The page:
"We're closing down a lot of facilities, and we felt like the Maryland area was geographically close to where we needed to be," said Don Voshall, Harland's former senior vice president for real estate. "I guess the only other site that we seriously considered at the same time was a facility in the Wilkes-Barre area" of Pennsylvania.

Retired now, Voshall acted as a consultant in the restructuring.

Harland settled on a site in Anne Arundel County, at the Park 100 Business Center near Baltimore-Washington International Airport.

The company received financial incentives from the state of Maryland, including a $1 million loan that turns into a grant if the company keeps promises to build employment from 150 before the move to 400 eventually.

The Glen Burnie facility has 200 people. Harland also employs 127 in a small-order facility in Baltimore County.

"We've been very pleased with the work force in Maryland," said Richard Edwards, vice president and general manager of Harland's regional operations. Plus, "we're at the end of the runway" at the new site, which started operation Aug. 4. "It's good for us. It's good for our customers who want to visit us."

Now, Harland has to get its new plants up to speed, continue to cut check-making costs and develop its consulting business.

In the new facilities, automation is helping reduce printing costs, helping workers sort more quickly through maze of check variables such as paper color, monograms and checkbook style. At the same time, distribution efficiencies are expected to reduce transportation expense.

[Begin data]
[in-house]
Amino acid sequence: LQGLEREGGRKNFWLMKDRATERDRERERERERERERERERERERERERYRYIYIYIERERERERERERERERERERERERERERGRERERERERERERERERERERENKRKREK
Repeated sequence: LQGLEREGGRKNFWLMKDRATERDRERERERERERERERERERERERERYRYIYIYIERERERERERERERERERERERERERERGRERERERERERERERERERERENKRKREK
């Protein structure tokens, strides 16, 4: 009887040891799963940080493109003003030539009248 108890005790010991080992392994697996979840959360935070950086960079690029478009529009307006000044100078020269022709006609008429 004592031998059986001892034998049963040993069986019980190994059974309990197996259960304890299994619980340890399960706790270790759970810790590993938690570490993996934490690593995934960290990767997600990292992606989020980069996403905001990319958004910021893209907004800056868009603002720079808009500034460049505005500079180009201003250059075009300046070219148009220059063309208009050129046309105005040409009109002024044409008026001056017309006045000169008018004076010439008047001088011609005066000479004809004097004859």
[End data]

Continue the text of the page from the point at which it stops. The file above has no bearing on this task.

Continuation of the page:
"The post office is now bar coding its mail, so you can get it to customers more quickly," said Edwards, 44, who was based in Howard County previously. Harland tries to get checks to customers within seven to 10 days from when they order them.

In Glen Burnie, they print personal checks, business checks and deposit slips.

When it's up to speed, the $9.5 million, 120,000-square-foot plant will be able to fill almost 35,000 check orders a day, in an around-the-clock operation.

The facility will do the work formerly performed by not only the Howard County plant but also by factories elsewhere, including Wilkes-Barre, Boston, Cleveland, Hartford, Conn., and Rochester, N.Y.

Paper check use in the United States actually is still growing -- by 1 percent or 2 percent a year, Pensec said.

Population growth and the fact that many families have more than one bank account these days take care of that.

But at the same time, more people are paying their utility and mortgage bills by electronic funds transfer. Most grocery stores accept credit or debit cards now; a decade ago, if you didn't have cash you had to write a check.

Even the Internal Revenue Service is dealing less with checks.

But with lower costs and improved service, Harland managers think there's a lot of business yet in paper bank drafts.

"Saying it's a mature product," Pensec said, "is not saying the check is going away."

Pub Date: 9/30/97